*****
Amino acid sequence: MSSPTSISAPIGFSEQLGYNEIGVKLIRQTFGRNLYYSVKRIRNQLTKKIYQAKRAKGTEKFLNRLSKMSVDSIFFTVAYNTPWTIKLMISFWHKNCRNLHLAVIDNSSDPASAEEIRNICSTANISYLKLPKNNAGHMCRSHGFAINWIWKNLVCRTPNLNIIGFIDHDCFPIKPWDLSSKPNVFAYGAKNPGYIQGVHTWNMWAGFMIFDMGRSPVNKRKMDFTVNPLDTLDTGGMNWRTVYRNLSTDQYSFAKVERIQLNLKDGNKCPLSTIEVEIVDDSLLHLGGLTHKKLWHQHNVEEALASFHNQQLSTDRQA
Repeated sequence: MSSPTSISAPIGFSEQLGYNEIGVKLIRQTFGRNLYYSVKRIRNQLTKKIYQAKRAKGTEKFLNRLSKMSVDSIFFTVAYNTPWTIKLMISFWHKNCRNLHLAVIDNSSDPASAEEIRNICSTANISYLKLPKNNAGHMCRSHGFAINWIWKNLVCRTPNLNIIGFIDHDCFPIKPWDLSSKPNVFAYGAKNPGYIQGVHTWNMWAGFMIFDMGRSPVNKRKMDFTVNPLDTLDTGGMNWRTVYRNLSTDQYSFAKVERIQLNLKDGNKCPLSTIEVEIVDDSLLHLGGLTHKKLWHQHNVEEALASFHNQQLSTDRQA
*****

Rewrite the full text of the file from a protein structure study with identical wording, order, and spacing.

Amino acid sequence: MSSPTSISAPIGFSEQLGYNEIGVKLIRQTFGRNLYYSVKRIRNQLTKKIYQAKRAKGTEKFLNRLSKMSVDSIFFTVAYNTPWTIKLMISFWHKNCRNLHLAVIDNSSDPASAEEIRNICSTANISYLKLPKNNAGHMCRSHGFAINWIWKNLVCRTPNLNIIGFIDHDCFPIKPWDLSSKPNVFAYGAKNPGYIQGVHTWNMWAGFMIFDMGRSPVNKRKMDFTVNPLDTLDTGGMNWRTVYRNLSTDQYSFAKVERIQLNLKDGNKCPLSTIEVEIVDDSLLHLGGLTHKKLWHQHNVEEALASFHNQQLSTDRQA
Repeated sequence: MSSPTSISAPIGFSEQLGYNEIGVKLIRQTFGRNLYYSVKRIRNQLTKKIYQAKRAKGTEKFLNRLSKMSVDSIFFTVAYNTPWTIKLMISFWHKNCRNLHLAVIDNSSDPASAEEIRNICSTANISYLKLPKNNAGHMCRSHGFAINWIWKNLVCRTPNLNIIGFIDHDCFPIKPWDLSSKPNVFAYGAKNPGYIQGVHTWNMWAGFMIFDMGRSPVNKRKMDFTVNPLDTLDTGGMNWRTVYRNLSTDQYSFAKVERIQLNLKDGNKCPLSTIEVEIVDDSLLHLGGLTHKKLWHQHNVEEALASFHNQQLSTDRQA